This is an opinion piece written by the Author of the new Walt Disney Biography, Neal Gabler.
Much more at the link...
What seemed most to repulse many intellectuals was the sense that Disney infantilized America by refusing to confront reality, and it was reality in all its complexity, agony and sordidness that the intellectuals seemed to revere as the very foundation of art and intelligence. The theme park was especially castigated for its neglect of American tensions. Disney encouraged Americans to inhabit an imaginative universe not unlike that of a child, where reality had been transformed into fantasy and its harm expunged. For this act of anti-art, he was to be eternally condemned.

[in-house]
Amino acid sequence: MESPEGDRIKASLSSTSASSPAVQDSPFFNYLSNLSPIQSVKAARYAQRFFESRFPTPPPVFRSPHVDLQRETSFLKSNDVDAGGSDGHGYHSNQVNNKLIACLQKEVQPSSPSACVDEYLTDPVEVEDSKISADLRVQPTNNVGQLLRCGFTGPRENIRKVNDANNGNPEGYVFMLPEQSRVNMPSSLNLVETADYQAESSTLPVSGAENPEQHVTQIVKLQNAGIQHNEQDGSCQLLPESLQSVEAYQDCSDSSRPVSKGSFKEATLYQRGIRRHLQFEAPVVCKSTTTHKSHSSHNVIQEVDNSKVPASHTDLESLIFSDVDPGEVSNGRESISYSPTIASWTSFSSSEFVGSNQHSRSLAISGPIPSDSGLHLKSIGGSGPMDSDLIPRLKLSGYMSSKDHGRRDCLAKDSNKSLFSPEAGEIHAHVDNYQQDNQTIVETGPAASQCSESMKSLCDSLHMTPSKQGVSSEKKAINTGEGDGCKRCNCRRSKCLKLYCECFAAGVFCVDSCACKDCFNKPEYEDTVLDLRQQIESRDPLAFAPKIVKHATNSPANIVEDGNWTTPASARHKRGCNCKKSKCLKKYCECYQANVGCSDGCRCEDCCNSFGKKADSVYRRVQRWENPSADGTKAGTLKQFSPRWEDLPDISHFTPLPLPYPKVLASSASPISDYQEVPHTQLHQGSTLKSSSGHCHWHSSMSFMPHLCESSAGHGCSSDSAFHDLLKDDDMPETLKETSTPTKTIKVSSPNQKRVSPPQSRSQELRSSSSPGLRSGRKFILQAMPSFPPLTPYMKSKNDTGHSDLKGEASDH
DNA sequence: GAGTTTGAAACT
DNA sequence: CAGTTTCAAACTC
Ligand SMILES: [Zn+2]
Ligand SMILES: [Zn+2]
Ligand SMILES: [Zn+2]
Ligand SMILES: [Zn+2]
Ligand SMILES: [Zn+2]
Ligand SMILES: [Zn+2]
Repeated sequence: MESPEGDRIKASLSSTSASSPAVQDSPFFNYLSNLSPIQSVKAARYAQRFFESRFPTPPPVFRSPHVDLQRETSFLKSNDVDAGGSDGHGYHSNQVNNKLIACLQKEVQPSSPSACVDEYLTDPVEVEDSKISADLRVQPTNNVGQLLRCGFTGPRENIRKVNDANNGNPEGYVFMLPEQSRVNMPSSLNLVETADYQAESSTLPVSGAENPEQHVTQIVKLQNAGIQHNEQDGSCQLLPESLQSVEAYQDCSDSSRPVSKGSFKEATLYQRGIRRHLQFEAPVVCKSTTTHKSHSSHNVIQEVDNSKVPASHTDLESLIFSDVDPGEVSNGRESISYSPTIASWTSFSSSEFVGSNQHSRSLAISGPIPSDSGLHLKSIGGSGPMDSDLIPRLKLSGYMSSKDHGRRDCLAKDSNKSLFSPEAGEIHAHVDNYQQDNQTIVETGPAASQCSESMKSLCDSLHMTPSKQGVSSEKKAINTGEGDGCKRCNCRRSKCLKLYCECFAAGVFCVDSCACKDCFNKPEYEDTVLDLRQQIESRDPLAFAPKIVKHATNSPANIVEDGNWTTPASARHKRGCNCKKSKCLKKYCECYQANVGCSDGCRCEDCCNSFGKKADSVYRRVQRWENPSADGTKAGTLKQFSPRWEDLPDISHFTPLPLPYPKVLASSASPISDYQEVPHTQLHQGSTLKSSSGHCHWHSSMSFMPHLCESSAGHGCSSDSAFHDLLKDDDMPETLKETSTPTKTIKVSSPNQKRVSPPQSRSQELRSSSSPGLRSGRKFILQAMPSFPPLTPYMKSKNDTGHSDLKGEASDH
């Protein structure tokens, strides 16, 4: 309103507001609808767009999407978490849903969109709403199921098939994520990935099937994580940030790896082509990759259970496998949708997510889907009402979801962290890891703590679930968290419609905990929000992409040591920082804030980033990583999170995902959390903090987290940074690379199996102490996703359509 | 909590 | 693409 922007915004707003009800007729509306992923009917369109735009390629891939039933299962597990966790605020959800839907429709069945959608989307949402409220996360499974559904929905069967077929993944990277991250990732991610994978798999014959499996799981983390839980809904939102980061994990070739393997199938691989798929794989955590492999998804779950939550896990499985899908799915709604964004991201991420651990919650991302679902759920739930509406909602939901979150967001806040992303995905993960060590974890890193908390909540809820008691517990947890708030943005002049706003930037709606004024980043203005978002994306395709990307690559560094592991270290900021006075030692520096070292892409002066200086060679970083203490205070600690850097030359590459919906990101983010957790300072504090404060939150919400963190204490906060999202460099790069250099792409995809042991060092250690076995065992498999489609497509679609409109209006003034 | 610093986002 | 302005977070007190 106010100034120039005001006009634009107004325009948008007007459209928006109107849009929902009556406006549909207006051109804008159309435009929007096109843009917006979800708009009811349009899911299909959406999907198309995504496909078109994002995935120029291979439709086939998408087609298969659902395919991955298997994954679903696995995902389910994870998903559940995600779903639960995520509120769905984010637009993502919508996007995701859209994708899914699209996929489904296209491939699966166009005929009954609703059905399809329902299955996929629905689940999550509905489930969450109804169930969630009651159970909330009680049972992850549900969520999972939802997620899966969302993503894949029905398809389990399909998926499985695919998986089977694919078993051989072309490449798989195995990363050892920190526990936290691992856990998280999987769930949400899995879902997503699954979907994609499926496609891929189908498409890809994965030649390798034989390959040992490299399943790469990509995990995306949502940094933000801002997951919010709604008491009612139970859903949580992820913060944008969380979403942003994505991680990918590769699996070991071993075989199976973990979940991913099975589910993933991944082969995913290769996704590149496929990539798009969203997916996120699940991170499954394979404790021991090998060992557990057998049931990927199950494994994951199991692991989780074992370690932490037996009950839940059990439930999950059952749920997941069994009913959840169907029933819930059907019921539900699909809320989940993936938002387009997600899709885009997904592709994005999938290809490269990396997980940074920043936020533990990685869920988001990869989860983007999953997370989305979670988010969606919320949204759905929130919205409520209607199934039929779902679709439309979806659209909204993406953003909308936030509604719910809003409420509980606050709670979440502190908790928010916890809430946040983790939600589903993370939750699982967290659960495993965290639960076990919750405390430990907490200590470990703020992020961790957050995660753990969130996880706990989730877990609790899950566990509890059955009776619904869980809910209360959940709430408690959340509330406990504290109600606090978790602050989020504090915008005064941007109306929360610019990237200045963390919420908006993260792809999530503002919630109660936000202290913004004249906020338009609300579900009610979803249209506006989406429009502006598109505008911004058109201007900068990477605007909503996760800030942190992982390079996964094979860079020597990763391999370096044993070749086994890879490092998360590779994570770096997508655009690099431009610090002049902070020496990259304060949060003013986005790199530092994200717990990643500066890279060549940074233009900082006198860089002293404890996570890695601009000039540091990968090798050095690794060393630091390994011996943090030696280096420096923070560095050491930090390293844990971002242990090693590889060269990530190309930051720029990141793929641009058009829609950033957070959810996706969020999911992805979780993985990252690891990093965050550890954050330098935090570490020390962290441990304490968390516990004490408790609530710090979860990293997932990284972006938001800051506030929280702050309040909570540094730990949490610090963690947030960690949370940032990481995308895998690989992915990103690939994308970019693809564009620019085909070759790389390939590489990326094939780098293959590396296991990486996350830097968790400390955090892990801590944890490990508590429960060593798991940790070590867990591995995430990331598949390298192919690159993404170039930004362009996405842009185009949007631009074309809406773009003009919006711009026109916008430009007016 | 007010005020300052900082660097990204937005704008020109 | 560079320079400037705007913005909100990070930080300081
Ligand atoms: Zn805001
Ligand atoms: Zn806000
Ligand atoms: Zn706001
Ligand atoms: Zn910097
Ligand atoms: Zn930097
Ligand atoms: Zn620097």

There is, to be fair, some truth to the charge that Disney's career was devoted to perfecting reality rather than grappling with it, though there is another substantial body of evidence to the contrary. In the late 1930s and early 1940s, for instance, Disney was inundated with letters from outraged parents who felt that Snow White's flight through the woods or Pinocchio's excursion on Pleasure Island or the devil in "Fantasia" or Bambi's mother's death were all too real and terrifying and hardly a gloss. Disney would typically respond that he didn't make films for children and that, in any case, children had to learn to deal with the terrors of the world.
Despite this, "Disneyfication" became and remains a dirty word — the primacy of false experiences over so-called real ones.